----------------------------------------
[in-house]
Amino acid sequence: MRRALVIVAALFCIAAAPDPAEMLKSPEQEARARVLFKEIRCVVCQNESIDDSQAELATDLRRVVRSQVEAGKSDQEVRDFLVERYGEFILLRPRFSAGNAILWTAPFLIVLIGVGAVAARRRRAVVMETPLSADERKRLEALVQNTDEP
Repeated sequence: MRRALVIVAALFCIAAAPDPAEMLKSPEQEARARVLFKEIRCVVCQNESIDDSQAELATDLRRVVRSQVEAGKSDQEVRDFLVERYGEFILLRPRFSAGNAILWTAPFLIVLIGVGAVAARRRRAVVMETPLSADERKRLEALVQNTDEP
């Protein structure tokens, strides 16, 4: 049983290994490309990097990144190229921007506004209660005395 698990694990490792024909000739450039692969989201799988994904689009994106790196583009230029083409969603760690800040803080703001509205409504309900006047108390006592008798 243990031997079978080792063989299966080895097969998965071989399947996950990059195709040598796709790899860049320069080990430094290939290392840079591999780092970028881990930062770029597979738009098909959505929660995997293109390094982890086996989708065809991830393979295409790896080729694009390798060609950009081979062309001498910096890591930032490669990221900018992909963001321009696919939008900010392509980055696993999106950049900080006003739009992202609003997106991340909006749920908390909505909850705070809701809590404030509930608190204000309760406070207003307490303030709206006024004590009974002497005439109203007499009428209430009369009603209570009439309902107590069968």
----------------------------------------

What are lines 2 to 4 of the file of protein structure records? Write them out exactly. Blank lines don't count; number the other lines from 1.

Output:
Amino acid sequence: MRRALVIVAALFCIAAAPDPAEMLKSPEQEARARVLFKEIRCVVCQNESIDDSQAELATDLRRVVRSQVEAGKSDQEVRDFLVERYGEFILLRPRFSAGNAILWTAPFLIVLIGVGAVAARRRRAVVMETPLSADERKRLEALVQNTDEP
Repeated sequence: MRRALVIVAALFCIAAAPDPAEMLKSPEQEARARVLFKEIRCVVCQNESIDDSQAELATDLRRVVRSQVEAGKSDQEVRDFLVERYGEFILLRPRFSAGNAILWTAPFLIVLIGVGAVAARRRRAVVMETPLSADERKRLEALVQNTDEP
């Protein structure tokens, strides 16, 4: 049983290994490309990097990144190229921007506004209660005395 698990694990490792024909000739450039692969989201799988994904689009994106790196583009230029083409969603760690800040803080703001509205409504309900006047108390006592008798 243990031997079978080792063989299966080895097969998965071989399947996950990059195709040598796709790899860049320069080990430094290939290392840079591999780092970028881990930062770029597979738009098909959505929660995997293109390094982890086996989708065809991830393979295409790896080729694009390798060609950009081979062309001498910096890591930032490669990221900018992909963001321009696919939008900010392509980055696993999106950049900080006003739009992202609003997106991340909006749920908390909505909850705070809701809590404030509930608190204000309760406070207003307490303030709206006024004590009974002497005439109203007499009428209430009369009603209570009439309902107590069968």